- Salt: Table salt is usually used for commercial cooking. For a healthier substitute, I would use Celtic seasalt that is rich in over 80 types of minerals that our body needs. Only a little salt is required.
- Cooking oil: This is where the “big killer” is in the entire dish. A lot of cooking oil is used for cooking the sambal and deep-frying anchovies (ikan bilis) and chicken (if included in recipe). Well, the sambal is usually literally swimming in oil. Most restaurateurs use “regular” or vegetable cooking oil that are polyunsaturated fats (PUFAs). These fats turn rancid easily and are unstable for cooking, even on low heat. When heated, PUFAs turn into harmful transfats that are what cause many chronic diseases like diabetes and heart diseases. This makes most cooking at restaurants, harmful. Is it any wonder that Coronary Heart Disease and Stroke are Malaysia’s top two leading causes of death? (Source: Google.com)
4. Condiments For Nasi Lemak
- Eggs: Many Malaysians still avoid eating eggs or egg yolks, thinking that it is “high in cholesterol”. This is a myth. Eggs (especially from free-range “kampung” hens) are some of the healthiest foods that supply our bodies with good cholesterol. Cholesterol becomes harmful when it gets oxidized from the harmful cooking oil (see explanation above), and other processed/unhealthy foods that we eat. If you have to eat fried eggs, fry them in coconut oil, otherwise, hardboiled eggs for nasi lemak is best.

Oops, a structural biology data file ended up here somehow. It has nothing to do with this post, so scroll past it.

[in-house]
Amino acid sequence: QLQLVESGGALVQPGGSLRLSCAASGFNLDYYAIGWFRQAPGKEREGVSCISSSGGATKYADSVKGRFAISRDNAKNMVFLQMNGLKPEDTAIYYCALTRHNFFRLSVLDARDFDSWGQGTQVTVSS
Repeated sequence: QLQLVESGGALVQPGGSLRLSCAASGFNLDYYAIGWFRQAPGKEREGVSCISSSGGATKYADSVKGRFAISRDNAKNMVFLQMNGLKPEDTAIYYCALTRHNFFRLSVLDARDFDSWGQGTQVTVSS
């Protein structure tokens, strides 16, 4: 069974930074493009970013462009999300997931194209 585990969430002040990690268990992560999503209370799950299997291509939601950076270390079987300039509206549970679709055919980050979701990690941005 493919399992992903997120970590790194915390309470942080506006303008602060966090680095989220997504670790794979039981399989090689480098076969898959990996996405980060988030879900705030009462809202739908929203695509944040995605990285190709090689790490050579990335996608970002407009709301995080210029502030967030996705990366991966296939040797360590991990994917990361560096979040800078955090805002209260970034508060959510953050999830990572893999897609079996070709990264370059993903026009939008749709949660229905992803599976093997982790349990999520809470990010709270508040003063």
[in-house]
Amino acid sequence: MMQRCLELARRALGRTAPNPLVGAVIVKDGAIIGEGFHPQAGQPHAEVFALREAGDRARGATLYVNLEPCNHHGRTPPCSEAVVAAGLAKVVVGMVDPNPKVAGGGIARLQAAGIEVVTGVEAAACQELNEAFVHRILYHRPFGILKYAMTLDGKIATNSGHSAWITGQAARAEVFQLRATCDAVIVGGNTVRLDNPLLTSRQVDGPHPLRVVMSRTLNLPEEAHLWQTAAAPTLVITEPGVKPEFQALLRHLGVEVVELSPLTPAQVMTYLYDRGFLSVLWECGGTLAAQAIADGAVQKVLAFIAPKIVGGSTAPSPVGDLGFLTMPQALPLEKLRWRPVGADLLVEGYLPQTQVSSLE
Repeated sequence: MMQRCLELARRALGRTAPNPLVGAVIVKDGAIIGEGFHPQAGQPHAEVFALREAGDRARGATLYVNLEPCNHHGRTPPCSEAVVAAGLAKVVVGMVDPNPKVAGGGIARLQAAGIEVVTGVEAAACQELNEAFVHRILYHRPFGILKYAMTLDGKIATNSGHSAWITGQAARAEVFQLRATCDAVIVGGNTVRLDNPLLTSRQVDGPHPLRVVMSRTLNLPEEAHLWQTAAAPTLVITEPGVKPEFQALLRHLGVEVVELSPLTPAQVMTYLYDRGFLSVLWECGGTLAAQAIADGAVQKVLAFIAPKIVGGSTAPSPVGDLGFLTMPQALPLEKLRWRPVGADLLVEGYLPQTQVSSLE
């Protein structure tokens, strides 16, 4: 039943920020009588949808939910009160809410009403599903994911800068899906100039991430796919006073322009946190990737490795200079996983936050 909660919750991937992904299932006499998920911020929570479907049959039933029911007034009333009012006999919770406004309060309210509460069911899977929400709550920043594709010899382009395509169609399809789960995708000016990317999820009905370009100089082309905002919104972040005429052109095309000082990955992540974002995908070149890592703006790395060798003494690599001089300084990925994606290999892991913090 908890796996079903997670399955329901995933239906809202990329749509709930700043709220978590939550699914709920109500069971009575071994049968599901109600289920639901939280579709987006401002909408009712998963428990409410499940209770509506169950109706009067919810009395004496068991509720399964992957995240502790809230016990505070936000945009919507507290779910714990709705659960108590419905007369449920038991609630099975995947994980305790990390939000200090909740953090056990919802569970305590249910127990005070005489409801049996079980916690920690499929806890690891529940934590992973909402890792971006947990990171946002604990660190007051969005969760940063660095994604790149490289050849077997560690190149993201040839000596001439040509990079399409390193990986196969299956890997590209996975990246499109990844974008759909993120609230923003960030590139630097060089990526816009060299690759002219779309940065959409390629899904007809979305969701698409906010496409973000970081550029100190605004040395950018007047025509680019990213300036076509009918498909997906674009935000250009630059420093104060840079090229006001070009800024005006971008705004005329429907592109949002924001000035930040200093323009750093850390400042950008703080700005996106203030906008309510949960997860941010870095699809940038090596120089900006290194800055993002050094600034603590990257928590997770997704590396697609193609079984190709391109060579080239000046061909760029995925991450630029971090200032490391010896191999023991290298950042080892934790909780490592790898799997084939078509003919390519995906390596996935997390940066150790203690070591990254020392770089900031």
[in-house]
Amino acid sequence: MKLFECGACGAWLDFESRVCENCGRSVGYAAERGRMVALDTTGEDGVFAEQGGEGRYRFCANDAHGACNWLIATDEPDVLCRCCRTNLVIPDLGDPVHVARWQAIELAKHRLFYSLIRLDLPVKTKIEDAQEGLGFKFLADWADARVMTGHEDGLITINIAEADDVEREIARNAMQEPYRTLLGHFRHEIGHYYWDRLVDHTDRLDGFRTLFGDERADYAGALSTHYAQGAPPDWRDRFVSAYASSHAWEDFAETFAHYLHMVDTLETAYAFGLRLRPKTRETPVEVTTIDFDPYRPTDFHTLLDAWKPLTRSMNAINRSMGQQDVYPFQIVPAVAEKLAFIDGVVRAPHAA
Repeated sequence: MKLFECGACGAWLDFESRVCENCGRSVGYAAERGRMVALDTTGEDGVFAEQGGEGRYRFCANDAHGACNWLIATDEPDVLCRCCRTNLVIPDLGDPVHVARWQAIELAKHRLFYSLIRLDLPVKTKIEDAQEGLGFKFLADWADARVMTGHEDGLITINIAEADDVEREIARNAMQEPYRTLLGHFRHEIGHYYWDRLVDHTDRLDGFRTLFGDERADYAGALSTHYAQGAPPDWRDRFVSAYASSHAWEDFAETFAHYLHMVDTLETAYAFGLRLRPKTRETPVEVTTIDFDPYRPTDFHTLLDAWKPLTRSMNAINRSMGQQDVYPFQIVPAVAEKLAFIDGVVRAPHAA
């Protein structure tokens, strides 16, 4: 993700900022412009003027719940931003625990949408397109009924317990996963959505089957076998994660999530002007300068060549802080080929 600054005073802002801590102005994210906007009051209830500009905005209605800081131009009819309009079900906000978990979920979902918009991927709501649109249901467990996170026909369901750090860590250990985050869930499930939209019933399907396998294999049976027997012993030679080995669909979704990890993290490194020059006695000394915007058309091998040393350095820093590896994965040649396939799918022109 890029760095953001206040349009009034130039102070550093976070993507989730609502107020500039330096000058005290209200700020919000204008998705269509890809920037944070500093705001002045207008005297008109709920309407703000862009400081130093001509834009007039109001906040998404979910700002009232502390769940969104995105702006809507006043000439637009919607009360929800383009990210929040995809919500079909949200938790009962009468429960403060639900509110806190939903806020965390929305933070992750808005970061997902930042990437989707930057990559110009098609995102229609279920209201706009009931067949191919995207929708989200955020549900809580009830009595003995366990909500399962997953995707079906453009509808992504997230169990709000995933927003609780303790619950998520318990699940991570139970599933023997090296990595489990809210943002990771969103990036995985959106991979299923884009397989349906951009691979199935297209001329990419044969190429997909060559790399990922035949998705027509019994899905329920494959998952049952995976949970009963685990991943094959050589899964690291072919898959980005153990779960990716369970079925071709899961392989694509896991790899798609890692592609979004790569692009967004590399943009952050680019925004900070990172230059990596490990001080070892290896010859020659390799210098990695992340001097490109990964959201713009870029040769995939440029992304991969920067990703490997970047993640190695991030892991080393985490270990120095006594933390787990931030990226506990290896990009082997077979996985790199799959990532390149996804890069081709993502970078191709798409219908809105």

- Cucumber: Although bland, it is included to reduce the acidity of the dish (also eaten with satay to reduce the carcinogenic carbon). Cucumber also helps to reduce the oxidation caused by the cooking oil, although not enough cucumber is eaten with the dish to have an impactful effect.
- Peanuts: Health advocates will tell you that peanuts are not the best nuts to eat. I use cashew nuts for my healthy version of nasi lemak.
- Anchovies (Ikan bilis): I love those crispy anchovies and they are rich in protein, calcium, iron and many other nutrients. But then again, the cooking oil that they are fried in makes it unhealthy. I use coconut oil for all my cooking.
This is a picture of my “healthy version” of nasi lemak, with added turmeric in the coconut rice. I even added an avocado for its healthy fats (no, it is NOT fattening!). Picture quality is not the best as it is a quick click using my cell phone before I dove into it. Couldn’t wait to eat! 🙂
How Often Can I Eat Nasi Lemak?
This is an interesting question. Each individual is different, so it depends on your overall diet and lifestyle, and the way the dish is prepared. Some of the questions you need to ask yourself:
- Are you eating out a lot? Consider the harmful cooking oil that is used in all that cooking. Even when eating at home, what cooking oil do you use? Switch to coconut oil.
- Do you eat a lot of fresh fruits and vegetables (or drink fresh juices)? These foods are alkalizing and help to neutralize free radicals (oxidants).
- Are you generally living a healthy lifestyle and exercise regularly? Excessive exercise can cause oxidative stress in the body.
- Do you live a rather “stressful” lifestyle? Stress can cause many untold health problems in your gut that is your immune system.
- Do you drink sufficient water daily for your body size? Drinking insufficient water may cause dehydration that leads to many health issues in the long run.
Having said that, I’ll be honest and say that I love my nasi lemak and eat it every now and then (not often). My diet and lifestyle are generally healthy, and I do my occasional juice cleanses and detox. So, there is always a give and take. The choice is yours.